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Carson, Paul

In October of 2004, Paul joined the membership of the club. He is an amatuer digital photographer who began with a Kodak Auto Retina with a Scheinder f3.5 fixed lens. Paul likes to shoot portraits and architecture photographs. His favorite photography experience was that of shooting the Cliffs at Gayhead on Martha’s Vineyard at sunset. Paul advises, “In addition to learning your camera, find at least one photographer with slightly more experience and [shoot] and learn together.” Having friends for short notice excursion has been an asset for him. He has also found Adobe TV and Adorama TV as valuable online resources. He continues, “…always have a camera with you.”



Cobb, Harvey
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Harvey attributes the influence of his photography to a number of factors, including the photography of his father who used a Sears purchased 127-film camera he purchased in 1942 to fill his family’s home with hundreds of photographs. At age 5 his father taught Harvey how to use his camera. After 25 years with the USDA he retired and returned to his “first love” — Photography. Harvey currently teaches digital photography classes at Chicago State University. Upon hearing about the Washington Park Camera Club through his students Harvey visited and eventually joined the club after seeing the various program activities, the photographic skills and the overall friendliness of the members.



Lott, Fred

Fred joined Washington Park Camera Club back in 1970, but first started his photography back in 1949 while in the United States Army. He is an advanced amateur photographer who also serves as the club historian. Fred says, “Whatever you do, be yourself. Share your knowledge and photography.”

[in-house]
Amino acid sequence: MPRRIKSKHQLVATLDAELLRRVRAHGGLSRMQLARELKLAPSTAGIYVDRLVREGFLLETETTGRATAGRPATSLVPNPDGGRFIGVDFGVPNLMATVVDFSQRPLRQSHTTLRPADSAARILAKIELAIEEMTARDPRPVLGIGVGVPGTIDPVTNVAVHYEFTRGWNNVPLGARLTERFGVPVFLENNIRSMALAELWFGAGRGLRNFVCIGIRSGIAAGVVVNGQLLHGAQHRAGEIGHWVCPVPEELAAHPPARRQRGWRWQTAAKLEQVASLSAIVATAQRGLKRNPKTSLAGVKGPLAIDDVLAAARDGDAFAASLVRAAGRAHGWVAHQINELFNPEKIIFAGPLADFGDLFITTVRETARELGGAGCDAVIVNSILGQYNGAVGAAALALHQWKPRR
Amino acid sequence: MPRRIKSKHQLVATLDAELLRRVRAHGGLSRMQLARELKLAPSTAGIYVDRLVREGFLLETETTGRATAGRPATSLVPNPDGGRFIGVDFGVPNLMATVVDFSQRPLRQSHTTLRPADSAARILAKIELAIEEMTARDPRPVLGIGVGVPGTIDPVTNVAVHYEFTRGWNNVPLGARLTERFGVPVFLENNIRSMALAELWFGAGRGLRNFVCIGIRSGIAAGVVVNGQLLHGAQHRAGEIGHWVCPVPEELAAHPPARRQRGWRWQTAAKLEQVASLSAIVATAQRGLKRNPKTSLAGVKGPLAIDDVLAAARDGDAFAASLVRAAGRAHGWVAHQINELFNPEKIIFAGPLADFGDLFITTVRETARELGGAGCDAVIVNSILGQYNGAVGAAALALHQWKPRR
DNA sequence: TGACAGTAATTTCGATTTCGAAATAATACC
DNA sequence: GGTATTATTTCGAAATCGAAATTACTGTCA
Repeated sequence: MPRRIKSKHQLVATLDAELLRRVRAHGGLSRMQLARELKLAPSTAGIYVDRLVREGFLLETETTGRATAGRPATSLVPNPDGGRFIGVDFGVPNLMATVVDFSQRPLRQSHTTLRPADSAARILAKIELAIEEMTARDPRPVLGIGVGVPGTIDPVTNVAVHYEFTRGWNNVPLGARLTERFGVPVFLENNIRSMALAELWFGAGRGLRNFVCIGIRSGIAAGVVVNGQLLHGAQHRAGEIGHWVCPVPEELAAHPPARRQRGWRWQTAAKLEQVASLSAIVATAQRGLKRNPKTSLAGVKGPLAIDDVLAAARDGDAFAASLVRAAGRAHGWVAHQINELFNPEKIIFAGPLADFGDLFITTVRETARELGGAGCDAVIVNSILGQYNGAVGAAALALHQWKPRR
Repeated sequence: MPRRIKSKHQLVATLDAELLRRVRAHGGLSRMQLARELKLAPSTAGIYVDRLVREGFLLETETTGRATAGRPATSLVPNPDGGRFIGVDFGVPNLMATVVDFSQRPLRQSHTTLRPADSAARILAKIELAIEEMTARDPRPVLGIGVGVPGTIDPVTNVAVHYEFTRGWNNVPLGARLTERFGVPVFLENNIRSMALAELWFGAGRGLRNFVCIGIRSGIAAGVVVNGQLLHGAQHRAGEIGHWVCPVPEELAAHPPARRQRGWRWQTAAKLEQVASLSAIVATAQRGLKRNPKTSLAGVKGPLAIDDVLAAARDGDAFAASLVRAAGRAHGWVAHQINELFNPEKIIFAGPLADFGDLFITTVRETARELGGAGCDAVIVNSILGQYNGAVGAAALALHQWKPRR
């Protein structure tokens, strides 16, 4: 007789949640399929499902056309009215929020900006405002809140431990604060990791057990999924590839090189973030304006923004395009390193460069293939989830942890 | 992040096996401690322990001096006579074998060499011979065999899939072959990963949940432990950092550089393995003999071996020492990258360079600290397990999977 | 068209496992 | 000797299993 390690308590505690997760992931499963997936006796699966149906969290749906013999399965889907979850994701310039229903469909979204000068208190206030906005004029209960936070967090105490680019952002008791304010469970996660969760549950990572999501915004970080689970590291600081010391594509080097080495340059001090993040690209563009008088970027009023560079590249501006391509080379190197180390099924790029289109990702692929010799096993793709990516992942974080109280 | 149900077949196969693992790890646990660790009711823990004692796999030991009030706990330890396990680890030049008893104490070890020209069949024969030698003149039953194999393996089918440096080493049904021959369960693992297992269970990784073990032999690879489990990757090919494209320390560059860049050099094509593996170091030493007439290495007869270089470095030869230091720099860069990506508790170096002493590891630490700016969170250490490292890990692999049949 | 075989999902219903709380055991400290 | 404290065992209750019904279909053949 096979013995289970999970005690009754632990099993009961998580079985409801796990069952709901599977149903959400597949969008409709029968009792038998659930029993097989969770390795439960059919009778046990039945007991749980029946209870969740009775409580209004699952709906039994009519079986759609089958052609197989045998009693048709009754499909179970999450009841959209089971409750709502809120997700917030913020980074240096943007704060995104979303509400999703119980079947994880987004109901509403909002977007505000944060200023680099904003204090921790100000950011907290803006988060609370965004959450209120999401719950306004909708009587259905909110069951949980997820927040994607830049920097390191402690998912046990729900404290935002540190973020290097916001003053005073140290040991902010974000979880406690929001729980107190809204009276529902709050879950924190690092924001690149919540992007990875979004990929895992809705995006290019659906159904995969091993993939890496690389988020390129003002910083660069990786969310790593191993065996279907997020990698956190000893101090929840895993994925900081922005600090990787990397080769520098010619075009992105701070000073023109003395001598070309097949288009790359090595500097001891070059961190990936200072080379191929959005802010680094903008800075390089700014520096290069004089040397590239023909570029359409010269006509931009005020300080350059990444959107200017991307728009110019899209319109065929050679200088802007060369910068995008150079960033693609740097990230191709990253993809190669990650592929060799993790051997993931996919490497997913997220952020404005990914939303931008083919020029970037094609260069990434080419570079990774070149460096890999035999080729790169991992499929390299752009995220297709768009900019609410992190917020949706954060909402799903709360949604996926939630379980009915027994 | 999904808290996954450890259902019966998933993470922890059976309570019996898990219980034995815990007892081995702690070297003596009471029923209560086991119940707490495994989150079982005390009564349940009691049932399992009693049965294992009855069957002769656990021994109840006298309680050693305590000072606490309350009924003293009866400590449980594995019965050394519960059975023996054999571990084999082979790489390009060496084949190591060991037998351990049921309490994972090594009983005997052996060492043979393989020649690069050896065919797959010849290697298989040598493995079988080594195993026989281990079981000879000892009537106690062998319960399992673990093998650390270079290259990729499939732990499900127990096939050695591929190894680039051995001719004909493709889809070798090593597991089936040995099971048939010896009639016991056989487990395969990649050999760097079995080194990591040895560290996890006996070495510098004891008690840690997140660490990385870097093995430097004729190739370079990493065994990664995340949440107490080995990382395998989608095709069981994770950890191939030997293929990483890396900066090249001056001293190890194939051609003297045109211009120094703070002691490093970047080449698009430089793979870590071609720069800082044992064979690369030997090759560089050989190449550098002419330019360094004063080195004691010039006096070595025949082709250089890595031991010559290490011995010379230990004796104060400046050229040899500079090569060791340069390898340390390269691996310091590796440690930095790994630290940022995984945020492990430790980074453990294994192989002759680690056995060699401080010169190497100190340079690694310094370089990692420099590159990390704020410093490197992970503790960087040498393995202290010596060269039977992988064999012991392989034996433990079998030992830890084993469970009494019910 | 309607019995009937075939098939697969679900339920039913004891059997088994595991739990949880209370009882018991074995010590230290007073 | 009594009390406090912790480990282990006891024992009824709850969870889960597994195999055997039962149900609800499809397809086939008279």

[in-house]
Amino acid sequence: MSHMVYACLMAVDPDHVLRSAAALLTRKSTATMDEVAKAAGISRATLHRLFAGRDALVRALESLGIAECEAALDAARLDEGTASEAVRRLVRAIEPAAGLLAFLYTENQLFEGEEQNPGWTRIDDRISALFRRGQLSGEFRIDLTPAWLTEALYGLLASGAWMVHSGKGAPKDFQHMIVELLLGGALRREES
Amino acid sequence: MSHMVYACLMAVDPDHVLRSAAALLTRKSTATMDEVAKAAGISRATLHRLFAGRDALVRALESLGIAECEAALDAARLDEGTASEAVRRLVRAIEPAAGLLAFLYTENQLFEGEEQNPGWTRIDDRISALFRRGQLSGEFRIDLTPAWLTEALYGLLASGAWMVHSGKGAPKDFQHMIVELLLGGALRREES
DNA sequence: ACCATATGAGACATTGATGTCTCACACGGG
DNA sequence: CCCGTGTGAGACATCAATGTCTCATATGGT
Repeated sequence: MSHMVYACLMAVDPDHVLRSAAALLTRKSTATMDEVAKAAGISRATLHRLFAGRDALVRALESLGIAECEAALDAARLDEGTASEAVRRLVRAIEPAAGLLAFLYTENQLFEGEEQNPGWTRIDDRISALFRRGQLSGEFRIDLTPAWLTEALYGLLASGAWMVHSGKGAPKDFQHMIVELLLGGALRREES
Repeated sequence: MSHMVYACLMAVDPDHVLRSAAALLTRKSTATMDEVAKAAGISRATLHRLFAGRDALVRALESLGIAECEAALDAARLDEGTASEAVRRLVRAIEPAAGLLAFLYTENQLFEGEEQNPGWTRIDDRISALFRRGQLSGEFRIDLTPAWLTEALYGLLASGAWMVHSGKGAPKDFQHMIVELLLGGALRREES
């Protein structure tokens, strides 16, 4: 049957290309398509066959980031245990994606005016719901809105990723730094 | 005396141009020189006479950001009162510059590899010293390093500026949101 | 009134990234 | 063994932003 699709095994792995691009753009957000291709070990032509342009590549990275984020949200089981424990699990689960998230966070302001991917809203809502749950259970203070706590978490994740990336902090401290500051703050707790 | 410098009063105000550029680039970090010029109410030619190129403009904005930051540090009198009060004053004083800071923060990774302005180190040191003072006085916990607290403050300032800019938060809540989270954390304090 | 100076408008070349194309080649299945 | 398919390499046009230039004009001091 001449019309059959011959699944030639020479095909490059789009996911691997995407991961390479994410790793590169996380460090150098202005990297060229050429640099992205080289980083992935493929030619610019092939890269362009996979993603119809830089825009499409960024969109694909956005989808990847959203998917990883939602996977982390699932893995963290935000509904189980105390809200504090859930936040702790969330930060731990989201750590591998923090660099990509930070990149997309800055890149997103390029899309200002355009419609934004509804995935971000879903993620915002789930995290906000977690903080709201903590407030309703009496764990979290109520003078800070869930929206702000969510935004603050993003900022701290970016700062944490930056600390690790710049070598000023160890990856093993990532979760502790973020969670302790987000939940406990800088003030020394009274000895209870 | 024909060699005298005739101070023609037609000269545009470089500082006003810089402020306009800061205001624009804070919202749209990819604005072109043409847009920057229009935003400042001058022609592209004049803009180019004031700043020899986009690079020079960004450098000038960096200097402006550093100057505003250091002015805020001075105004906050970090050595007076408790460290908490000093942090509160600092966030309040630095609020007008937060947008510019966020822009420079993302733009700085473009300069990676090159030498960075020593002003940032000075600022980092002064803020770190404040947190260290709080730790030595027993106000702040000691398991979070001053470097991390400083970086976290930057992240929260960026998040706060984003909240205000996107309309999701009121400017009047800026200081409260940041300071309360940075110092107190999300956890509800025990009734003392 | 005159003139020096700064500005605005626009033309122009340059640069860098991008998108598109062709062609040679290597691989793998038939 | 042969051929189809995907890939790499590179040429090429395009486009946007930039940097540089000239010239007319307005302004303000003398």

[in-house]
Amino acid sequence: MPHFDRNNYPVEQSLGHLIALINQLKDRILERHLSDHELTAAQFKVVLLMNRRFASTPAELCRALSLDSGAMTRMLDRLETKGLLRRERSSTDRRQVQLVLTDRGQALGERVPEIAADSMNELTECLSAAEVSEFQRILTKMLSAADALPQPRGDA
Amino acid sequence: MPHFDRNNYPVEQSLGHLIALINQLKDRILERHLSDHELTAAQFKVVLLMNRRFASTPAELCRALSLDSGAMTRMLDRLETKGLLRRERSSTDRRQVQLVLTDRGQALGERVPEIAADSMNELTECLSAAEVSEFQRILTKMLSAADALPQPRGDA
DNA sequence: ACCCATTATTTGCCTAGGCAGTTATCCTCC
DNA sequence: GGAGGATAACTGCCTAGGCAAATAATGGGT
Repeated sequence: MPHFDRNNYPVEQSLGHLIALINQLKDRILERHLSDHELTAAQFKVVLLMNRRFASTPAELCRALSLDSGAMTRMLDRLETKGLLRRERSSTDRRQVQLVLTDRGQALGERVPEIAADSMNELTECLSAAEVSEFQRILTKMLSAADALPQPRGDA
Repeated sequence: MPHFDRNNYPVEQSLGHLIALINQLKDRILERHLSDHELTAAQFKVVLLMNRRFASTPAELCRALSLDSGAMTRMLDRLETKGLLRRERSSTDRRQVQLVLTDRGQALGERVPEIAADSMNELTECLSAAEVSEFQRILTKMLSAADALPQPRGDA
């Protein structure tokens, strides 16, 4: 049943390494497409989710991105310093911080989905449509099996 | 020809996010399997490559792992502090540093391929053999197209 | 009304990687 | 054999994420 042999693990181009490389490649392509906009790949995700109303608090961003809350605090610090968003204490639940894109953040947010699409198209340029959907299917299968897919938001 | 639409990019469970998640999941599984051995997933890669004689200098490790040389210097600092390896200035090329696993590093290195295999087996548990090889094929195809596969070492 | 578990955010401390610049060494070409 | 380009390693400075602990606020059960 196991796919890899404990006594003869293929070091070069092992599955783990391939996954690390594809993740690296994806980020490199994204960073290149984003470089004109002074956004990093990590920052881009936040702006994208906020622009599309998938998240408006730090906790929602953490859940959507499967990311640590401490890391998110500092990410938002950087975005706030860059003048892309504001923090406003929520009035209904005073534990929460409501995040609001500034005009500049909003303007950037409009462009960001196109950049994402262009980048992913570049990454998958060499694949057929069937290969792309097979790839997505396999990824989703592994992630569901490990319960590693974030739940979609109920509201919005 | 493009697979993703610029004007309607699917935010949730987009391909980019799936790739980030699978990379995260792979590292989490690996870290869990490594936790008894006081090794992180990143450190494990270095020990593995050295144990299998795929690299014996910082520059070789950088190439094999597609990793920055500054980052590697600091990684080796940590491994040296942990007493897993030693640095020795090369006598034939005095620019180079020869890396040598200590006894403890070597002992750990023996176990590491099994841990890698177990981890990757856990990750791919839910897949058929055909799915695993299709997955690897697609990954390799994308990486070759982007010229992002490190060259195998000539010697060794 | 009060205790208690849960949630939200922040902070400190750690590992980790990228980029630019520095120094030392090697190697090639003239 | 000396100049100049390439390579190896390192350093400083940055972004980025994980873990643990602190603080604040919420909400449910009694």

Schwartz, Michael
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Mike joined the Club in November of 2011. His first photos were taken using his parent’s Brownie Camera at age nine. In college, Mike became more serious about photography and took a couple courses using the school’s large view cameras. In the late 1960s and early 70’s, his interest was rekindled using a Praktica SLR camera. After a long hiatus, a few years, ago Mike decided to be more serious about photography as a hobby.

“Companionship, shared interests, the technology of photography, and a way to express myself creatively are the reasons that I find photography such an engaging hobby. My favorite subjects are architecture, landscapes and the macro photography of nature. Having said that, probably my most enjoyable shooting experience was posing and photographing my one year old grandson for my daughter’s New Year greeting card. What can I say – he was adorable! The most valuable advice that I can give aspiring photographers is that, when possible, choose subjects that inspire you. When you shoot, don’t feel rushed and take your time to compose your shots. Go for quality not quantity.”



Thomas, Philip